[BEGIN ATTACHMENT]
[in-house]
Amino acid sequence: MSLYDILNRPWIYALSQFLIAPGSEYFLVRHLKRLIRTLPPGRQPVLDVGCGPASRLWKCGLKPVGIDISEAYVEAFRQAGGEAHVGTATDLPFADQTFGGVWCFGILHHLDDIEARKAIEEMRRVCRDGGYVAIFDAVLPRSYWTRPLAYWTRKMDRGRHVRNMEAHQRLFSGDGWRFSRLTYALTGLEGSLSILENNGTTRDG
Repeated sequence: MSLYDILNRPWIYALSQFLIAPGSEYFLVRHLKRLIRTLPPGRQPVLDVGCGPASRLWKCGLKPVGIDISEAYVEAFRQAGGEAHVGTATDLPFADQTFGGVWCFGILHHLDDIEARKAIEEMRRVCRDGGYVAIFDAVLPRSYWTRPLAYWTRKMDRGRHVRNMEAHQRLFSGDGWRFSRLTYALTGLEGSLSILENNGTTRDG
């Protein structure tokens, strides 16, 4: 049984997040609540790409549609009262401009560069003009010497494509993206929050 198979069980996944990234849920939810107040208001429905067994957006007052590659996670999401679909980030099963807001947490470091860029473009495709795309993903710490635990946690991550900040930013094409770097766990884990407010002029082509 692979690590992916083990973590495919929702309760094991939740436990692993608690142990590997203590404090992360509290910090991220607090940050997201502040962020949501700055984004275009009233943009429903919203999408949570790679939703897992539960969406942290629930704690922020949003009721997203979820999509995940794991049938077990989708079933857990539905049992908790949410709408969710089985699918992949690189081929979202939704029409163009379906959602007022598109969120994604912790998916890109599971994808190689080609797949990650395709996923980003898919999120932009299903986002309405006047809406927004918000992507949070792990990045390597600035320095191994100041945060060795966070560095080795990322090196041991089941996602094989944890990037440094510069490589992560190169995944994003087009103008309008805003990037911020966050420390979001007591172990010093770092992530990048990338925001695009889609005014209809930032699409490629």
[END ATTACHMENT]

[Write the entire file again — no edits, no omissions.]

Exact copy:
[in-house]
Amino acid sequence: MSLYDILNRPWIYALSQFLIAPGSEYFLVRHLKRLIRTLPPGRQPVLDVGCGPASRLWKCGLKPVGIDISEAYVEAFRQAGGEAHVGTATDLPFADQTFGGVWCFGILHHLDDIEARKAIEEMRRVCRDGGYVAIFDAVLPRSYWTRPLAYWTRKMDRGRHVRNMEAHQRLFSGDGWRFSRLTYALTGLEGSLSILENNGTTRDG
Repeated sequence: MSLYDILNRPWIYALSQFLIAPGSEYFLVRHLKRLIRTLPPGRQPVLDVGCGPASRLWKCGLKPVGIDISEAYVEAFRQAGGEAHVGTATDLPFADQTFGGVWCFGILHHLDDIEARKAIEEMRRVCRDGGYVAIFDAVLPRSYWTRPLAYWTRKMDRGRHVRNMEAHQRLFSGDGWRFSRLTYALTGLEGSLSILENNGTTRDG
């Protein structure tokens, strides 16, 4: 049984997040609540790409549609009262401009560069003009010497494509993206929050 198979069980996944990234849920939810107040208001429905067994957006007052590659996670999401679909980030099963807001947490470091860029473009495709795309993903710490635990946690991550900040930013094409770097766990884990407010002029082509 692979690590992916083990973590495919929702309760094991939740436990692993608690142990590997203590404090992360509290910090991220607090940050997201502040962020949501700055984004275009009233943009429903919203999408949570790679939703897992539960969406942290629930704690922020949003009721997203979820999509995940794991049938077990989708079933857990539905049992908790949410709408969710089985699918992949690189081929979202939704029409163009379906959602007022598109969120994604912790998916890109599971994808190689080609797949990650395709996923980003898919999120932009299903986002309405006047809406927004918000992507949070792990990045390597600035320095191994100041945060060795966070560095080795990322090196041991089941996602094989944890990037440094510069490589992560190169995944994003087009103008309008805003990037911020966050420390979001007591172990010093770092992530990048990338925001695009889609005014209809930032699409490629």